NVIDIA's Cloud Rendering

NVIDIA announces CloudLight, a cloud-based "system for amortizing indirect lighting in real-time rendering." They say this new framework "explores tradeoffs in different partitions of the global illumination workload between Cloud and local devices, with an eye to how available network and computational power influence design decisions and image quality." This video offers a look at what this means in case the following explanation isn't crystal clear:
We introduce CloudLight, a system for computing indirect lighting in the Cloud to support real-time rendering for interactive 3D applications on a user's local device. CloudLight maps the traditional graphics pipeline onto a distributed system. That differs from a single-machine renderer in three fundamental ways. First, the mapping introduces potential asymmetry between computational resources available at the Cloud and local device sides of the pipeline. Second, compared to a hardware memory bus, the network introduces relatively large latency and low bandwidth between certain pipeline stages. Third, for multi-user virtual environments, a Cloud solution can amortize expensive global illumination costs across users. Our new CloudLight framework explores tradeoffs in different partitions of the global illumination workload between Cloud and local devices, with an eye to how available network and computational power influence design decisions and image quality. We describe the tradeoffs and characteristics of mapping three known lighting algorithms to our system and demonstrate scaling for up to 50 simultaneous CloudLight users.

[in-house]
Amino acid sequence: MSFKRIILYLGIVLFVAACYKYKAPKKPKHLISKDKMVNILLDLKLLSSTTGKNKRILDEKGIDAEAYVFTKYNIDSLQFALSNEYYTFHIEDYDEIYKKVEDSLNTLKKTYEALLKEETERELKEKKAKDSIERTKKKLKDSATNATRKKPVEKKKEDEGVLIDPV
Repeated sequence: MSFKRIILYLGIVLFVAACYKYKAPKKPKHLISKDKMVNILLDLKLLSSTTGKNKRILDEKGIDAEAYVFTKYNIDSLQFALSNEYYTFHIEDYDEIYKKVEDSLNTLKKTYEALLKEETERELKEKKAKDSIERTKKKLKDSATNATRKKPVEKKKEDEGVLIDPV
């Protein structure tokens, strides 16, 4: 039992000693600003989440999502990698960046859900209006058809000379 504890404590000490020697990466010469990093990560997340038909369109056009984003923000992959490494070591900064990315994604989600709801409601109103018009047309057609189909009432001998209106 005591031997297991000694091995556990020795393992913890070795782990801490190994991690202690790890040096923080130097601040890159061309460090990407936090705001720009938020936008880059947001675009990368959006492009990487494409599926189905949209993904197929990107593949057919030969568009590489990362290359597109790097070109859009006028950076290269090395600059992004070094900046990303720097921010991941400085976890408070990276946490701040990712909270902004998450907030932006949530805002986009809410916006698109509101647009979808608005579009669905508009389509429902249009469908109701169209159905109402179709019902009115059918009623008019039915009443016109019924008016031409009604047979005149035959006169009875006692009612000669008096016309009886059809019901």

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Re: NVIDIA's Cloud Rendering
Jul 29, 2013, 10:45
7.
Re: NVIDIA's Cloud Rendering Jul 29, 2013, 10:45
Jul 29, 2013, 10:45
 
eRe4s3r wrote on Jul 29, 2013, 10:08:
Basically, the bandwidth required is extremely small... latency is the real linchpin for moving light-sources. And if it can stay within 100ms it's fine.

Correct, latency is the issue. Part of that is the processing time but the point of this tech basically is that it eliminates that aspect. 100ms might be tolerable although in my experience with virtual audio piping, 50ms is what you really want...and honestly that is feasible.

More interestingly, it hints at grid-based geographical load balancing, something I predicted would eventually be big more than 5 years ago (it was and is being researched at Palo Alto). Even the old experts (I've seen network designers from the 80s make "informed" posts on the technology in recent times) really miss the point that bottlenecks in the network are the main issue. IPv6 will take away the barriers to an effective grid, but I'm getting ahead of myself with regard to this specific announcement by Nvidia. Needless to say that being able to rely on locality means lower latency and less redundant information transfer.

Long story short, it optimizes rendering through prediction and the use of cloud networking.
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